Implement Sort and Custom Enumerator in Generic List
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by Satheesh Babu
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Using Anonymous Methods

C# 2.0 introduced a concept called Anonymous methods which we can use in the place of a delegate. An anonymous method is a method without any name. To understand better, a normal method is one which will have a name, return type optionally arguments and an access modifier. So, an anonymous method in C# 2.0 is a feature to have methods without name and it can be used in the place where there is a use of a delegate. I will implement anonymous method to sort the generic list in this section.

List.Sort (Generic Comparison) using Anonymous method:

I am creating List<Customner> with 5 customers and using Anonymous method to sort the list.

The above implementation of Generic Comparison delegate in Listing 8 - List creation and Sorting can be rewritten using Anonymous delegate.

Listing 15 - Anonymous method implementation         

Console.WriteLine("\nSort Based on Name");
 
Cuslist2.Sort(delegate(Customer c1, Customer c2)
{
  return c1.Name.CompareTo(c2.Name);
}
 
);
foreach (Customer cus in cuslist2)
{
  Console.WriteLine(cus.Name + " " + cus.Age);
}
 
Console.WriteLine("\nSort Based on Age");
 
Cuslist2.Sort(delegate(Customer c1, Customer c2)
{
  return c1.Age.CompareTo(c2.Age);
}
 
);
foreach (Customer cus in cuslist2)
{
  Console.WriteLine(cus.Name + " " + cus.Age);
}

The output will be:

Sort Based on Name
Mathew 27
Nguyen 21
Peter 20
Sanjay 24
Tom 23
Sort Based on Age
Peter 20
Nguyen 21
Tom 23
Sanjay 24
Mathew 27

We have implemented sorting for the generic list using all the 4 overloads.

In the coming sections we will implement custom enumeration feature for our generic list. However, the Generic list have its own enumerating feature that is exposed via GetEnumerator() method. This section will also use the same Customer object that is used in the above discussions. We will create a class called CustomerCollection.

Listing 16 - CustomerCollection Object

public class CustomerCollection
{
  List < Customer > list = new List < Customer > ();
  public List < Customer > Customers
  {
    set
    {
      list = value;
    }
  }
  public CustomerCollection(List < Customer > cus)
  {
    this.Customers = cus;
  }
}

To make the understanding simple we will create a CustomerCollection class that takes List<Customer> list and we will create a custom enumerator implementation in C# for iterating the generic list using one of the new keyword of C#2.0 called yield. For example, what if the user needs to get all the customers with age > 50 and customers with age < 50 for some business reason? In this case we need to iterate the list, check the age and can output the customer details. Like the general GetEnumerator() method in List<T>, we will implement 2 enumerators called GetSeniorCustomerEnumerator() and GetJuniorCustomerEnumerator() that fetches employees with age >50 and age < 50 respectively. To implement the enumerator we need to implement IEnumerable<T> interface.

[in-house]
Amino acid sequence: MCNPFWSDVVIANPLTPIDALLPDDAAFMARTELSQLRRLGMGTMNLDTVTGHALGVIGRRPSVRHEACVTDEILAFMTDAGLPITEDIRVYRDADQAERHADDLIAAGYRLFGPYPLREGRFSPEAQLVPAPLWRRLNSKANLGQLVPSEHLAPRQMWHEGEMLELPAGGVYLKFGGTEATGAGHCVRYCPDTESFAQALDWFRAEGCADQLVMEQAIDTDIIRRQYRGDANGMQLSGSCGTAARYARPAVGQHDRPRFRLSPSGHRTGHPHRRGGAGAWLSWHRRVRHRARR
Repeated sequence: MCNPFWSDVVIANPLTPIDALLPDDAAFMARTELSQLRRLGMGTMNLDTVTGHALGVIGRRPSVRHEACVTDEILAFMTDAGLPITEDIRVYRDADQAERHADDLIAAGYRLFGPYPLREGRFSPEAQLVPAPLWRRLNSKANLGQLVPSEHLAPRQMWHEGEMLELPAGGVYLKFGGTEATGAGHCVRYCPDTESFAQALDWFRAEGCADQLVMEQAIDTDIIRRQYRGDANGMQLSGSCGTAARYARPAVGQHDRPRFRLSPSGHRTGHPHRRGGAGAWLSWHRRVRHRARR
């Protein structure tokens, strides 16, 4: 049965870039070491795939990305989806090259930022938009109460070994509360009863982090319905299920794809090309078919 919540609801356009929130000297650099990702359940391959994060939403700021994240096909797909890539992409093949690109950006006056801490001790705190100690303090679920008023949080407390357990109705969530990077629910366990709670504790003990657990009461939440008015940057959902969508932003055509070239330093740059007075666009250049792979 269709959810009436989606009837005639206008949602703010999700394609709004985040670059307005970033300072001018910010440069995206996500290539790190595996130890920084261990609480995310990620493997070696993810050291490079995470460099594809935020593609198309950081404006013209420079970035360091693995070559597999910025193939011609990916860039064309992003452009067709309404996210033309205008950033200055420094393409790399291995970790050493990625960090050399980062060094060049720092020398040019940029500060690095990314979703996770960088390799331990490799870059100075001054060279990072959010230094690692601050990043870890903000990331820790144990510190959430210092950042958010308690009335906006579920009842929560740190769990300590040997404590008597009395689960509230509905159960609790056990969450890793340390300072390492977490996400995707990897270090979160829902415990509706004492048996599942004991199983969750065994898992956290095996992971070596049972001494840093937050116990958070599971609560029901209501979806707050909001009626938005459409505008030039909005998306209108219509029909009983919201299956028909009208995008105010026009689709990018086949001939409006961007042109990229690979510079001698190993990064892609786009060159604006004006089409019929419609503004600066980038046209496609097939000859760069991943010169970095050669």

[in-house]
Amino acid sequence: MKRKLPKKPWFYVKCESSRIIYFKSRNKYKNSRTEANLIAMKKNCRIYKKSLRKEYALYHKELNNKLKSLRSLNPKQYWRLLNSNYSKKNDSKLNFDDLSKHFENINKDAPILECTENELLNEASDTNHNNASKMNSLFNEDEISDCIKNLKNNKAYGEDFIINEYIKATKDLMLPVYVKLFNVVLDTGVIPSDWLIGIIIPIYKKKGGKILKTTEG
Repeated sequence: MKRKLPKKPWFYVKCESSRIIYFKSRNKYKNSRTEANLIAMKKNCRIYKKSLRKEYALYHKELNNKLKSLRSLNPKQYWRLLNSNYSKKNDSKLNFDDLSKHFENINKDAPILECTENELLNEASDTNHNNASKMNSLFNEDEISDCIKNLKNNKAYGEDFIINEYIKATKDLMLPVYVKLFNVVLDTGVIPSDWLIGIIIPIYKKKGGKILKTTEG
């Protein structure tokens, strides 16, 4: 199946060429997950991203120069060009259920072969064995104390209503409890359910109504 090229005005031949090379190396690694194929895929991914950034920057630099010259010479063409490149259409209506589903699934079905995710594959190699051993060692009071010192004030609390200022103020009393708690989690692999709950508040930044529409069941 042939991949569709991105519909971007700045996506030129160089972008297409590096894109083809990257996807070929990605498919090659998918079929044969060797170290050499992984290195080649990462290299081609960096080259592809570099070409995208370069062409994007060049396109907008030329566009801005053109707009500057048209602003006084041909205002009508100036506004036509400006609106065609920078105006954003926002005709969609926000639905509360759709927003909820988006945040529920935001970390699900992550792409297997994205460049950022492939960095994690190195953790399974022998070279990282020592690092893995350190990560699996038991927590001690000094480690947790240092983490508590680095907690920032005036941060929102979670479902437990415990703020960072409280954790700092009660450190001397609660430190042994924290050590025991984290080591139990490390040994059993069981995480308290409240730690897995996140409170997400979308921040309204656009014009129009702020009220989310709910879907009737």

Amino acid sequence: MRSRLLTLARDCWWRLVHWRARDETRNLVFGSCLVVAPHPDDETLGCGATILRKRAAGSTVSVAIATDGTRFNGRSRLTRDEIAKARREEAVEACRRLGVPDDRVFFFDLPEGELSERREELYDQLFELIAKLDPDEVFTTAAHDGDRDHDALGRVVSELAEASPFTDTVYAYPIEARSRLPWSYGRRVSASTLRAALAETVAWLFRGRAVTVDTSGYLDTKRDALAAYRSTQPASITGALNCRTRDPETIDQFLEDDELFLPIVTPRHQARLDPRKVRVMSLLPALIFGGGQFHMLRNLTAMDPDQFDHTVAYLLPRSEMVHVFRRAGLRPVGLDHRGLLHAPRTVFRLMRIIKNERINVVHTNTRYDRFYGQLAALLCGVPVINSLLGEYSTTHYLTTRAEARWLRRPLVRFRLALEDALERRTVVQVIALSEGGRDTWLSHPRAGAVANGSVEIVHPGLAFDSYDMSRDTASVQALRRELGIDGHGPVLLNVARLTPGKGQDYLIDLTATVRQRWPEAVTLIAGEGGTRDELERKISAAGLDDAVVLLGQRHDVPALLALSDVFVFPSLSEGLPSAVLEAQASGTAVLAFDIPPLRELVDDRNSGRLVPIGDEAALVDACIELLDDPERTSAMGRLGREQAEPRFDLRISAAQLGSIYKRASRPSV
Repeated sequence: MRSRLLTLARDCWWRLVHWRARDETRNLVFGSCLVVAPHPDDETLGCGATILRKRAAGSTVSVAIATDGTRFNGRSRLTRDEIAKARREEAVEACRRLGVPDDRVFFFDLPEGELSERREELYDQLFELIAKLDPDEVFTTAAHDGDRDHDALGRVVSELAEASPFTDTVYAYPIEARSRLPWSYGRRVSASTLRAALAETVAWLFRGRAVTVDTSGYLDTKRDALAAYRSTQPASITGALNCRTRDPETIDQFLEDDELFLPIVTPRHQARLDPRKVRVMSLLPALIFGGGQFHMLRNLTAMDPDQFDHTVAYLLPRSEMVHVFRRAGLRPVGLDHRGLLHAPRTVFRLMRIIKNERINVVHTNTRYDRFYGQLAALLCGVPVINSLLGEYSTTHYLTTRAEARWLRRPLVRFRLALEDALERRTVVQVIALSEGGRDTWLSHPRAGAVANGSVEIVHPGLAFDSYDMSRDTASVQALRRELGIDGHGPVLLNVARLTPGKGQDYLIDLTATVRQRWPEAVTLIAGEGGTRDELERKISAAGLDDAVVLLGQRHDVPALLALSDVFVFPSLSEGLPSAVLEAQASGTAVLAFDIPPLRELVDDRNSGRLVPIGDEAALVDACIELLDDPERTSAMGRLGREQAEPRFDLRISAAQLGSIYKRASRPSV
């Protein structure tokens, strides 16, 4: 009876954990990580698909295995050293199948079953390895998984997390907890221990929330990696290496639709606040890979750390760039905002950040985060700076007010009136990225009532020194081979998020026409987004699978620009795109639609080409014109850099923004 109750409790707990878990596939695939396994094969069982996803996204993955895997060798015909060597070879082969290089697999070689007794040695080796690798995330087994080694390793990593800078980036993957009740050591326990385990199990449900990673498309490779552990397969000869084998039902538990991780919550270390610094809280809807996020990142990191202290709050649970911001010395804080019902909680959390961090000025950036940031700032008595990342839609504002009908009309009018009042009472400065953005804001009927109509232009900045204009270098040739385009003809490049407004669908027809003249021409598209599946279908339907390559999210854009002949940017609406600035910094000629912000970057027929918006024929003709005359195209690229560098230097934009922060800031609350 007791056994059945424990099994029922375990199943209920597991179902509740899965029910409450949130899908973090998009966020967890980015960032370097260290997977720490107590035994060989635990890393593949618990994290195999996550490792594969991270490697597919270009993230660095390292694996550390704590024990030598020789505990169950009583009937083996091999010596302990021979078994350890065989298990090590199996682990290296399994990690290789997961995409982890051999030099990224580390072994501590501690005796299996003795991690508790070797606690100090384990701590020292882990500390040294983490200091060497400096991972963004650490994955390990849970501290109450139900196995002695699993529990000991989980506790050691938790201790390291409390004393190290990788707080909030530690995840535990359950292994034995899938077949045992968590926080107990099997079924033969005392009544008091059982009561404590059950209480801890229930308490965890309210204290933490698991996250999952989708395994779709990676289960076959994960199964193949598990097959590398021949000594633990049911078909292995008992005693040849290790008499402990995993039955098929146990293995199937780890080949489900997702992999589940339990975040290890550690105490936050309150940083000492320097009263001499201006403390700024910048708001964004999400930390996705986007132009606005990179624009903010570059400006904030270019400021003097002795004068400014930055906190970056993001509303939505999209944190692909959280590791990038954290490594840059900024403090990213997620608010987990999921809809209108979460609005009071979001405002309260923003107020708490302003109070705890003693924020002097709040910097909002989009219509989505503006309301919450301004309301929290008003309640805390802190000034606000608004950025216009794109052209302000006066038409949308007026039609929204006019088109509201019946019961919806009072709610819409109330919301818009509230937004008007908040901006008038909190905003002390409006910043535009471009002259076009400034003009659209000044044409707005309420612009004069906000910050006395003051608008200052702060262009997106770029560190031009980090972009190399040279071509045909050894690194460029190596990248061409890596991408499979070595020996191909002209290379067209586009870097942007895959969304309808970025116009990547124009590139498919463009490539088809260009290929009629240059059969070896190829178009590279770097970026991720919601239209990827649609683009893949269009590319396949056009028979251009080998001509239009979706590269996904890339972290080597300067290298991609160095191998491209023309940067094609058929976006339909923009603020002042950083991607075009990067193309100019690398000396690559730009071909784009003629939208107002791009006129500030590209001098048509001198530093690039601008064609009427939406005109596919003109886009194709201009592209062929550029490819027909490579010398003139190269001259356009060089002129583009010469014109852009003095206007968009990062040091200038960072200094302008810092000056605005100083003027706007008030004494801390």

What does the yield keyword do?

Yield keyword is used in GetEnumerator() method of IEnumerable interface and we do not need to explicitly implement the MoveNext(), Reset() and Current of IEnumerator interface like we do in 1.x days. Thus, C# is doing some the work on behalf of us when we use yield keyword. With this information we will jump into the implementation of custom enumerator.


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User Comments

Title: Comment box creation   
Name: Raghav
Date: 2011-11-01 1:43:04 PM
Comment:
I want to develop a comment box like face book in my website using ASP.net
Title: Mr   
Name: Banx
Date: 2010-10-06 6:59:59 PM
Comment:
With overload 2. Where does the comparecustomname method get the parameters from. its very confusing how it knows which parameters to use for the comparison.
Title: Implement Sort and Custom Enumerator in Generic List   
Name: Eric Ramírez
Date: 2010-04-09 11:58:27 PM
Comment:
The best article that i´ve found.

Thanks.
Title: Implement Sort and Custom Enumerator in Generic List   
Name: Saurabh
Date: 2008-12-25 12:16:29 PM
Comment:
Very nice explanation in a concise way...exactly to the point.
Title: Implement Sort and Custom Enumerator in Generic List   
Name: Michael
Date: 2008-04-12 10:30:13 PM
Comment:
Comprehensive and compact guide. And examples are actually working, in contrast to some MSDN articles
Title: Implement Sort and Custom Enumerator in Generic List   
Name: Wayde
Date: 2008-01-03 8:46:00 PM
Comment:
I have read a lot of stuff about custom enumeration and sorters and haven't understood any of it until I got to this article. Great Job! The article is concise, well organized, and the examples are fantastic.

Thank you.
Title: Implement Sort and Custom Enumerator in Generic List   
Name: Cheri
Date: 2008-01-03 3:02:25 AM
Comment:
cool article, learnt a lot of stuff from it






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